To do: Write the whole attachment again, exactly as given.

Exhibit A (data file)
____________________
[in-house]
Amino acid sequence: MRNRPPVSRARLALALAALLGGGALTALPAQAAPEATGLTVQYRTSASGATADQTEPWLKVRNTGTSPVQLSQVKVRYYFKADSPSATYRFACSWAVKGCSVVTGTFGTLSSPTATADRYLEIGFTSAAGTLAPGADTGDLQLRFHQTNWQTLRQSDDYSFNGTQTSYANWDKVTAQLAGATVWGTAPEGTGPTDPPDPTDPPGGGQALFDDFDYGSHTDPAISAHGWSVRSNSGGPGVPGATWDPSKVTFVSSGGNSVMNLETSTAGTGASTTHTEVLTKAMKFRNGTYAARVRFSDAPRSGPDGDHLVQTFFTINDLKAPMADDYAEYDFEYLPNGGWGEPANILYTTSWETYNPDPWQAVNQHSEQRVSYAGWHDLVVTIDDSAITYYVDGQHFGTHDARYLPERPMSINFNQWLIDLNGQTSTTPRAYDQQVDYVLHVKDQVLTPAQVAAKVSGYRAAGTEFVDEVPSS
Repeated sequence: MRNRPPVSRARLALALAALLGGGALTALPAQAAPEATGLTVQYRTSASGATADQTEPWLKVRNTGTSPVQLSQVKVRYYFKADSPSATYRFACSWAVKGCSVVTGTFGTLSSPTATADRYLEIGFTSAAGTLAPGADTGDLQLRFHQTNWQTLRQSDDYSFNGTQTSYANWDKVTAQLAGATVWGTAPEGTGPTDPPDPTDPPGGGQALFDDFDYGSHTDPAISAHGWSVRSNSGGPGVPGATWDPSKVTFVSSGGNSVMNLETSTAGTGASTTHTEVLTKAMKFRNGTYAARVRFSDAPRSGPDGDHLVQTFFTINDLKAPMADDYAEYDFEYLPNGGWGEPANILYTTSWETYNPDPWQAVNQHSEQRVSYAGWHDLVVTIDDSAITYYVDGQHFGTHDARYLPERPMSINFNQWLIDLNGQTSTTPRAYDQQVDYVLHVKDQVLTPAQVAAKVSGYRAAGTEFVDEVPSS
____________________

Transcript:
[in-house]
Amino acid sequence: MRNRPPVSRARLALALAALLGGGALTALPAQAAPEATGLTVQYRTSASGATADQTEPWLKVRNTGTSPVQLSQVKVRYYFKADSPSATYRFACSWAVKGCSVVTGTFGTLSSPTATADRYLEIGFTSAAGTLAPGADTGDLQLRFHQTNWQTLRQSDDYSFNGTQTSYANWDKVTAQLAGATVWGTAPEGTGPTDPPDPTDPPGGGQALFDDFDYGSHTDPAISAHGWSVRSNSGGPGVPGATWDPSKVTFVSSGGNSVMNLETSTAGTGASTTHTEVLTKAMKFRNGTYAARVRFSDAPRSGPDGDHLVQTFFTINDLKAPMADDYAEYDFEYLPNGGWGEPANILYTTSWETYNPDPWQAVNQHSEQRVSYAGWHDLVVTIDDSAITYYVDGQHFGTHDARYLPERPMSINFNQWLIDLNGQTSTTPRAYDQQVDYVLHVKDQVLTPAQVAAKVSGYRAAGTEFVDEVPSS
Repeated sequence: MRNRPPVSRARLALALAALLGGGALTALPAQAAPEATGLTVQYRTSASGATADQTEPWLKVRNTGTSPVQLSQVKVRYYFKADSPSATYRFACSWAVKGCSVVTGTFGTLSSPTATADRYLEIGFTSAAGTLAPGADTGDLQLRFHQTNWQTLRQSDDYSFNGTQTSYANWDKVTAQLAGATVWGTAPEGTGPTDPPDPTDPPGGGQALFDDFDYGSHTDPAISAHGWSVRSNSGGPGVPGATWDPSKVTFVSSGGNSVMNLETSTAGTGASTTHTEVLTKAMKFRNGTYAARVRFSDAPRSGPDGDHLVQTFFTINDLKAPMADDYAEYDFEYLPNGGWGEPANILYTTSWETYNPDPWQAVNQHSEQRVSYAGWHDLVVTIDDSAITYYVDGQHFGTHDARYLPERPMSINFNQWLIDLNGQTSTTPRAYDQQVDYVLHVKDQVLTPAQVAAKVSGYRAAGTEFVDEVPSS